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People Who Cry During Movies Are Emotionally More Powerful

A lot of people believe that crying during movies is nothing but a sign of weakness. Well, guess what, that thought couldn’t be more wrong! Paul J. Zak, a neuroeconomist at Claremont Graduate University, conducted a study in which he affirms that those who cry during movies are more empathetic, they know how to handle their emotions better, and they are stronger when facing daily challenges.

Hear ye silently weeping souls during movie scenes of characters finding their pet dolphins or dying of some affliction. Have you been subjected to judging looks, smirks and even pointed coughing?

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Roll your eyes and ignore them, because you’re most likely an awesome person and internally stronger than they probably are. 

1. They experience life fully.

Oxytocin is related to trustworthiness between people. Those who have more trust in others, have high levels of this neurotransmitter in their body, and often forge deeper relationships. They recognize the value of appreciating those around them. They also live more fully than those who have trust issues and feel distressed by the relationships they establish with others.

2. They realize that these stories are fictional, but they can’t keep their feelings inside.

Zak says that cognitively speaking, although they know that the movie is not real and the story they see on the screen is fictional, it’s still inevitable that they will cry when they see a very emotional scene.

3. Oxytocin is the one to blame.

This hormone acts as a neurotransmitter and it’s responsible for what we feel when we witness a touching scene. We connect a story, to a feeling, and, later, to positive action. That is, this hormone makes us more empathetic and makes us have a much more receptive attitude toward the world, in addition to making us feel happier.

4. These people are not afraid to express their emotions.

People who are not embarrassed to cry during movies are, in fact, more mentally tough than those who try to hide their tears. That is because they are brave enough to express their true feelings. They are not afraid of being judged or criticized. This, according to Zak himself, is also an effect of oxytocin, since, by empathizing with those around them, human beings are not afraid to stand up for what they think is right.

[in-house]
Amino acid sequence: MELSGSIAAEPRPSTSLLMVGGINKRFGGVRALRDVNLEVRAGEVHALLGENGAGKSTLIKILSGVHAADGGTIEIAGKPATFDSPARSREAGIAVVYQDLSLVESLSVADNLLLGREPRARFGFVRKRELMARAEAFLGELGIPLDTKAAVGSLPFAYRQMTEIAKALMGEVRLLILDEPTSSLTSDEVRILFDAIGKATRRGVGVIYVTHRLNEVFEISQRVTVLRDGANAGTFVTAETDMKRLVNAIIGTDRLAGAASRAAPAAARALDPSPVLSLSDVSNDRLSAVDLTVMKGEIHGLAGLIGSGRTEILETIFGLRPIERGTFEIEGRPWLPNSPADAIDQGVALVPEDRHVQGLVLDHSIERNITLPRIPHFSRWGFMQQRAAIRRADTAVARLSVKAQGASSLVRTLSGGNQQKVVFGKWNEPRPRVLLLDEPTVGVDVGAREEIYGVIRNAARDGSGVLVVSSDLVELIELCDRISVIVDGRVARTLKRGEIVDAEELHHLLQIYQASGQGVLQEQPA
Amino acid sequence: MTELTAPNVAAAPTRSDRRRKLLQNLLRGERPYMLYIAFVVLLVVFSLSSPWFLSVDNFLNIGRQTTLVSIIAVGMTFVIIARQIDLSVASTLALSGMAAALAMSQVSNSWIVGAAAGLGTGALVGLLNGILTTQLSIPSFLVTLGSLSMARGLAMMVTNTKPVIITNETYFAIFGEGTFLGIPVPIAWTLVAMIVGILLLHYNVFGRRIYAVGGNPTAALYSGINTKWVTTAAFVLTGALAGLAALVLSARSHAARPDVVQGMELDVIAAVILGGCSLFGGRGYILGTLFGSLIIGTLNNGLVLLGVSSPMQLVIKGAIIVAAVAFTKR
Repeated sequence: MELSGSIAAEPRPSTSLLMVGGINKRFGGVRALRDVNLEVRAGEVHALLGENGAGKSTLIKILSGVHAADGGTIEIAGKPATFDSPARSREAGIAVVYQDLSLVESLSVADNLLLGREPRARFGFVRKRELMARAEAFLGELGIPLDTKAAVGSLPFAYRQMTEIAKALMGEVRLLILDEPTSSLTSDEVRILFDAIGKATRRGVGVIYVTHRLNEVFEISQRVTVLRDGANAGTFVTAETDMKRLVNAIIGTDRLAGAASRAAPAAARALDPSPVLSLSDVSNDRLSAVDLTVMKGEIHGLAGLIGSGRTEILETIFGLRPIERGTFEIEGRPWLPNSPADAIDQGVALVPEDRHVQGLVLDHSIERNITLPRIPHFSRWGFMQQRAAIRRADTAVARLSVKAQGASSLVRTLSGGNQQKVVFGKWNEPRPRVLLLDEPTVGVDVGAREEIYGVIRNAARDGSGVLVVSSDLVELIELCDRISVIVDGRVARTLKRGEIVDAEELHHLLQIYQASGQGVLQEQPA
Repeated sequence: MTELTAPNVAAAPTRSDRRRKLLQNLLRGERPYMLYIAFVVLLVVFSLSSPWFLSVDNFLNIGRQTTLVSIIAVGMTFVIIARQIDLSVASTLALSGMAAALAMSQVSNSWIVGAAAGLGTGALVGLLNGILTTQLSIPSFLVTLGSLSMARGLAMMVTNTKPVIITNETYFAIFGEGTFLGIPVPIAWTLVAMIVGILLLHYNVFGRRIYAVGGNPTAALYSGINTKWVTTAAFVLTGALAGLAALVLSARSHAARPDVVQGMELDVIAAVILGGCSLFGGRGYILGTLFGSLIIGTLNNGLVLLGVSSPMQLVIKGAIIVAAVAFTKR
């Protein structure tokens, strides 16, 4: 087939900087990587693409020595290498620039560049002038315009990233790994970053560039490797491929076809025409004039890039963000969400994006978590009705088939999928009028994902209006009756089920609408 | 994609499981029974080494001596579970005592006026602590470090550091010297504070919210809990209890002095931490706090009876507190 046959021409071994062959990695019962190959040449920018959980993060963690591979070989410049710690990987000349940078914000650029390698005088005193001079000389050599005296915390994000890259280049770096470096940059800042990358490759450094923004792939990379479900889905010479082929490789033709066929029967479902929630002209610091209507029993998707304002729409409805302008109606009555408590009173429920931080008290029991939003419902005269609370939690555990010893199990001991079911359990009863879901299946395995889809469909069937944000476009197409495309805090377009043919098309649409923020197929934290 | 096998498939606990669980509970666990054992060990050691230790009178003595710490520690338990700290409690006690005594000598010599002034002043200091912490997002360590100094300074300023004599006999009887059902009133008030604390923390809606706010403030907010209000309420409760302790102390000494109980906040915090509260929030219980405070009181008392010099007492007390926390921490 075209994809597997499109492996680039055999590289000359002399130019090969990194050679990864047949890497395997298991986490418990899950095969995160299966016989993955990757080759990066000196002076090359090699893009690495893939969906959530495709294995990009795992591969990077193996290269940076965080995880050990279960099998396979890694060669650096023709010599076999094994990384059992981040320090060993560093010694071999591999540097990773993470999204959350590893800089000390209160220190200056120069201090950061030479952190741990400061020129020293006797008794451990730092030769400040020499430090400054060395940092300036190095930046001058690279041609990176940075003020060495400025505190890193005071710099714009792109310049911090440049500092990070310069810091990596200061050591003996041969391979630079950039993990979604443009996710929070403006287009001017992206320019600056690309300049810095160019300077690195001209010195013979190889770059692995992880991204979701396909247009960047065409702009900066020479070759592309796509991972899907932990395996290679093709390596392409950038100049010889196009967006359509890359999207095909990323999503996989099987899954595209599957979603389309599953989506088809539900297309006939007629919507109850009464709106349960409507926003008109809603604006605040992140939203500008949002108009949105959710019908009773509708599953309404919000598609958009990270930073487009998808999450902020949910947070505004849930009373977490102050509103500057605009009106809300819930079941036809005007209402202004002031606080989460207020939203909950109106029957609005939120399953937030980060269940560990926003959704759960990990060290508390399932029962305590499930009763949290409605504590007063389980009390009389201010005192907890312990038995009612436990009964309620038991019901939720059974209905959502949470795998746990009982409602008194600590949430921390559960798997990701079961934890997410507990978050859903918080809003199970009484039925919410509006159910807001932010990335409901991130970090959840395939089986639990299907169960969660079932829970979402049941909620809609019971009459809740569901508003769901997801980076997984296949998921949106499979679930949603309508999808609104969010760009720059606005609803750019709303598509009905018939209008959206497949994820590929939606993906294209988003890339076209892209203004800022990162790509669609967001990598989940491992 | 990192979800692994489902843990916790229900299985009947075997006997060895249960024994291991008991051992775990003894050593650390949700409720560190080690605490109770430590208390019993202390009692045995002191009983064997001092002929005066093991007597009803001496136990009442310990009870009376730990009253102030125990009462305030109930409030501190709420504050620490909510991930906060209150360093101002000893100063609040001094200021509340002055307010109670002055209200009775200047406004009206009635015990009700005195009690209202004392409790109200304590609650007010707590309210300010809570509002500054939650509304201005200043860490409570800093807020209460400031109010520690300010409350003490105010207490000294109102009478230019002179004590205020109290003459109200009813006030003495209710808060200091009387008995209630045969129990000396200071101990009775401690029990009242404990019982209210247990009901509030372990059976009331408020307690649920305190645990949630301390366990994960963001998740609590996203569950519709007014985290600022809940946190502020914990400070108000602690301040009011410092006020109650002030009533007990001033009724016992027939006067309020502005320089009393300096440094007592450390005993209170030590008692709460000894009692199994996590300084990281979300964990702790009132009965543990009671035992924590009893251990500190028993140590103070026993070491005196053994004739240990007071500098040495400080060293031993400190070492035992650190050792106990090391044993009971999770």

5. The power of tears

The findings made by Zak also show that those who cry at movies know about the healing power of tears. Crying makes us connect with other people, we learn to see that there are circumstances that can positively and negatively affect our environment and that we are susceptible to it.

6. They don’t run away from emotions.

The people who cry during movies also assume that it’s important to maintain a certain perspective on what happens to us and that sometimes it’s necessary to take a moment to cry. This allows them to achieve greater emotional stability than those who hide their feelings.

7. They don’t care about gender roles or expectations.

We’ve all heard the saying: “Big boys don’t cry.” Most boys learn from an early age that crying in public will make them look weak. However, this is nothing but a nonsense limitation. Boys and girls, when they’re young, don’t differ at how much they cry. It’s a human response that is not related to any particular gender, and that is known to those who are not afraid to do it openly. They don’t fear being judged by those who believe that crying is a female trait.


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Crying during movies is part of the experience of totally immersing yourself in a movie. In another study, researchers looked at the illusion of having two bodies at the same time during a movie. They say that although we know that the movie is not real, more perceptive people are simultaneously aware of being inside the film and outside of it. This conflict between being both here in the seat of the theater and also participating in the movie experience of the actors can cause viewers to experience “dizziness and nausea, an unsettling yet – to a certain degree – pleasurable feeling, which is significantly intensified in media environments such as 3-D films and virtual reality.”

Have you ever cried while watching any movies? Do you feel embarrassed if you cry in between?

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